dc.identifier.issn1527-6465-
dc.identifier.urihttp://hdl.handle.net/10722/241097-
dc.descriptionPoster Session I - Outcomes-
dc.description.abstractBackground: The aim of this retrospective review is to investigate whether patients with and without pre-operative hepatorenal syndrome (HRS) have comparable long-term survival outcome after live donor liver transplantation (LDLT). Methods: Patients who had LDLT done from July 1994 to December 2007 were included in the analysis. The median follow-up period was 55 months. First 50 cases and patients with HCC were excluded from analysis. Results: Total of 177 patients was included in which 34 of them (19.2%) had pre-operative HRS. Signifi cantly more patients with pre-operative HRS, compared to those without, had worse pre-operative liver function test, more pre-operative ICU admission (p<0.001) and early post-operative complications (p<0.001). Signifi cantly more patients with pre-operative type I HRS died during hospital stay (5 vs. 2; p=0.001). Intra-operative blood transfusion was signifi cantly higher (9 units vs. 4 units; p<0.001) and median day of stay in Intensive Care Unit (ICU) was signifi cantly longer in patients with type I HRS (8.5 days vs. 4 days, p=<0.001). The renal function test was signifi cantly worse in patients with pre-operative type I HRS at postoperative one year (Cr 108umol/L vs. Cr 100umol/L; p=0.004) but was comparable at postoperative fi ve year (Cr 101umol/L vs. Cr 88umol/L; p=0.145). There was signifi cantly worse overall survival in patients with pre-operative HRS (log-rank test, p= 0.000). Conclusion: Patients with type I HRS had more early post-operative complications and hospital mortality. They also had poorer long-term overall survival when compared to those without preoperative HRS.-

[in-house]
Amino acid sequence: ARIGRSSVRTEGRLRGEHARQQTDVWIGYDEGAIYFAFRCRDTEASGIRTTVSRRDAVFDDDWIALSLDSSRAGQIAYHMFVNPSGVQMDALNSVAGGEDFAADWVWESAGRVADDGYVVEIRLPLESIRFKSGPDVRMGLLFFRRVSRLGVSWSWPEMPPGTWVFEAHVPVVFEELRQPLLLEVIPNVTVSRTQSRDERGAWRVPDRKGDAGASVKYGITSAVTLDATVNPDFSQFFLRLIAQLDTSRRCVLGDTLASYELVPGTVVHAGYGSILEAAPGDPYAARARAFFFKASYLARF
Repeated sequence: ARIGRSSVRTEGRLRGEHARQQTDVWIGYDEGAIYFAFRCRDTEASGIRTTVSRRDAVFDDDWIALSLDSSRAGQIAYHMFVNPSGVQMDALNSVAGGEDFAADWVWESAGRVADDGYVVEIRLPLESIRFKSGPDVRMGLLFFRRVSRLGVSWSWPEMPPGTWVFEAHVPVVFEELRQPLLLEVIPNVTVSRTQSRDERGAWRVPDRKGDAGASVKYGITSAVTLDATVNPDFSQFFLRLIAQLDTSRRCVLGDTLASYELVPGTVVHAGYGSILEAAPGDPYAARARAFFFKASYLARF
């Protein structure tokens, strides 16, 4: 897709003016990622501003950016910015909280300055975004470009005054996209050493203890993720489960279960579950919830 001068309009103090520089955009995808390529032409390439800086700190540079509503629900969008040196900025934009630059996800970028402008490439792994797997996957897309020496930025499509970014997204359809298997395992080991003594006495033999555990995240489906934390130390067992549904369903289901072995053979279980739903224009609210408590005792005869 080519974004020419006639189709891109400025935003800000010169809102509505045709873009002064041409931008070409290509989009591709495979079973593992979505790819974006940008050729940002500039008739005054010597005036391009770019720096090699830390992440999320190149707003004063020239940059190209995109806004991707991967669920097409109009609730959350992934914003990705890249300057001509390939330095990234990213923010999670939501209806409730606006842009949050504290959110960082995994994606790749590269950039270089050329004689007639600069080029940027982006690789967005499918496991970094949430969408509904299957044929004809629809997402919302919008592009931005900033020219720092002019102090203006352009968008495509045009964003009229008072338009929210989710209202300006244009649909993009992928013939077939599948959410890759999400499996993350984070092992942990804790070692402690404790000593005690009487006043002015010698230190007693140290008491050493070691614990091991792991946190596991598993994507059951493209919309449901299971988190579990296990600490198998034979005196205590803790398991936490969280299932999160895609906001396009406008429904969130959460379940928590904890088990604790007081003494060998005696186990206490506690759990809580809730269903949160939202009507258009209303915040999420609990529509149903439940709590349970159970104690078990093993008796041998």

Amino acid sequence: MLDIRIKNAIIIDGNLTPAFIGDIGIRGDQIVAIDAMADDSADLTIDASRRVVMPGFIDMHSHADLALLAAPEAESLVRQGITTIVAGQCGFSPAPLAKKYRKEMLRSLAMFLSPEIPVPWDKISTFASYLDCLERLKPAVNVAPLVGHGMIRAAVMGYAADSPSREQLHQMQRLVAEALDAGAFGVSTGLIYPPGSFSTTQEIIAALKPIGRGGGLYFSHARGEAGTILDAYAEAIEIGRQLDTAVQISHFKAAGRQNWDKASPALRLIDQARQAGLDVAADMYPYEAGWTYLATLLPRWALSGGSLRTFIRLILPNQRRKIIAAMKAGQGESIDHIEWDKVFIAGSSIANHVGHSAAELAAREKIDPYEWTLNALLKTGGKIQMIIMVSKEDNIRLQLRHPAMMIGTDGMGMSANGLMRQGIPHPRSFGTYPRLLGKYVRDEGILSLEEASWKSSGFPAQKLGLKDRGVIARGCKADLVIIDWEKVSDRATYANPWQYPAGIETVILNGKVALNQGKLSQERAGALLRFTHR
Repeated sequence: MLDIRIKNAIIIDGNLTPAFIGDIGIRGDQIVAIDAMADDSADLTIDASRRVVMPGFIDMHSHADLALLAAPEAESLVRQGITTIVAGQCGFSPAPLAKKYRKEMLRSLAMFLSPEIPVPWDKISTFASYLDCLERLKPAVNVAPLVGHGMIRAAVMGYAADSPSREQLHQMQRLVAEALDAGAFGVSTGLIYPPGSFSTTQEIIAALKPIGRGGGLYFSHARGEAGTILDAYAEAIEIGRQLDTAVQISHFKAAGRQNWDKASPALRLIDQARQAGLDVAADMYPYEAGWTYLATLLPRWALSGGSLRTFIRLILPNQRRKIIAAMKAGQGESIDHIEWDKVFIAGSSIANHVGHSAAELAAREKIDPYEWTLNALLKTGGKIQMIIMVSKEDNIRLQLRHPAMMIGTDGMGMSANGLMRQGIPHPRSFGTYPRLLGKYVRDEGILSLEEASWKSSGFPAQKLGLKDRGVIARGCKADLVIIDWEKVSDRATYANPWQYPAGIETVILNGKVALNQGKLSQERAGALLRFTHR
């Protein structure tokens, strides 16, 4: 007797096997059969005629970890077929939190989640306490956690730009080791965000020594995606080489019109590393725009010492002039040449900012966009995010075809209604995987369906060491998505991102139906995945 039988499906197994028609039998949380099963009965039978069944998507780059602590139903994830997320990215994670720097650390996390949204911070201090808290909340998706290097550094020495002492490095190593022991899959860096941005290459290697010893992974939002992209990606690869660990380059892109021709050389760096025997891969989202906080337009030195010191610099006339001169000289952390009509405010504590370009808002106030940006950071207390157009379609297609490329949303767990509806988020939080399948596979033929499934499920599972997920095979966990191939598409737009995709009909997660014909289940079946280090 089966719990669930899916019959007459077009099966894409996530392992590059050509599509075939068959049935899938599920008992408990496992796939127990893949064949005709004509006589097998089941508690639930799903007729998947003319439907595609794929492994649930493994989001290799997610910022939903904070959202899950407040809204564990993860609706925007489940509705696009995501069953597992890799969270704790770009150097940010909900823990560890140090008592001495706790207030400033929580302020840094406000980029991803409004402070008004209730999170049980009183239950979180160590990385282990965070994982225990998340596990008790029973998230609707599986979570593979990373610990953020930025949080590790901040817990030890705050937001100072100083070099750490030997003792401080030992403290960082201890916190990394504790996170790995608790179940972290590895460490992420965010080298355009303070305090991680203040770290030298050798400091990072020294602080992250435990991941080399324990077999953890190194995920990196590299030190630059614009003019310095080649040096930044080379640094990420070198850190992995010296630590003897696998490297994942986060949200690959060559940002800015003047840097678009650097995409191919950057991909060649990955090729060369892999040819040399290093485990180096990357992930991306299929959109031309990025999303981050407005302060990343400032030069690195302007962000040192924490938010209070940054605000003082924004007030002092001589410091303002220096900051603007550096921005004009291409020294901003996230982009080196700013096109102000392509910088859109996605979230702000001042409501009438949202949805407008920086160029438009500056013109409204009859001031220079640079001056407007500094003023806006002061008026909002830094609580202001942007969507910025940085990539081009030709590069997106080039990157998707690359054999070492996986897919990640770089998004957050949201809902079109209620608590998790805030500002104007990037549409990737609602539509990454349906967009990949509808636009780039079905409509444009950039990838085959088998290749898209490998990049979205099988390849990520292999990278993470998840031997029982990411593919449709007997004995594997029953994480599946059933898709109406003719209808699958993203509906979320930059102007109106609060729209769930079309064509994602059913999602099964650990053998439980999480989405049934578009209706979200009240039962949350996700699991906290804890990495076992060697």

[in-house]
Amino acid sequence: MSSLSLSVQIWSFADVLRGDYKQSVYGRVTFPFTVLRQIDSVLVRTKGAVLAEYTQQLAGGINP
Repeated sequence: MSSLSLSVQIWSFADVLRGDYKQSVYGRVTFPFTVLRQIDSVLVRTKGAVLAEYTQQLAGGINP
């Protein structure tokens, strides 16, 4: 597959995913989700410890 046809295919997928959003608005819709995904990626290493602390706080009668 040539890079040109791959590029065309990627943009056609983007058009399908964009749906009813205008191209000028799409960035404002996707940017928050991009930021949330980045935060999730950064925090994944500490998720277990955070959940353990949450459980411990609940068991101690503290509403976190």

dc.languageeng-
dc.publisherJohn Wiley & Sons, Inc. The Journal's web site is located at http://www3.interscience.wiley.com/cgi-bin/jtoc/106570021-
dc.relation.ispartofLiver Transplantation-
dc.rightsLiver Transplantation. Copyright © John Wiley & Sons, Inc.-
dc.titlePatients with Pre-Operative Hepatorenal Syndrome (HRS) Have Poorer Long-Term Survival Outcome after Living Donor Liver Transplantation (LDLT)-
dc.typeConference_Paper-
dc.identifier.emailChok, KSH: chok6275@hku.hk-
dc.identifier.emailLo, CM: chungmlo@hkucc.hku.hk-
dc.identifier.emailChan, SC: chanlsc@hku.hk-
dc.identifier.emailSharr, WW: wwsharr@hku.hk-
dc.identifier.emailChan, ACY: acchan@hku.hk-
dc.identifier.emailFan, ST: stfan@hku.hk-
dc.identifier.authorityChok, KSH=rp02110-
dc.identifier.authorityLo, CM=rp00412-
dc.identifier.authorityChan, SC=rp01568-
dc.identifier.authorityChan, ACY=rp00310-
dc.identifier.authorityFan, ST=rp00355-
dc.identifier.doi10.1002/lt.22086-
dc.identifier.volume16-
dc.identifier.issueSuppl. 1-
dc.identifier.spageS146-
dc.identifier.epageS146-
dc.publisher.placeUnited States-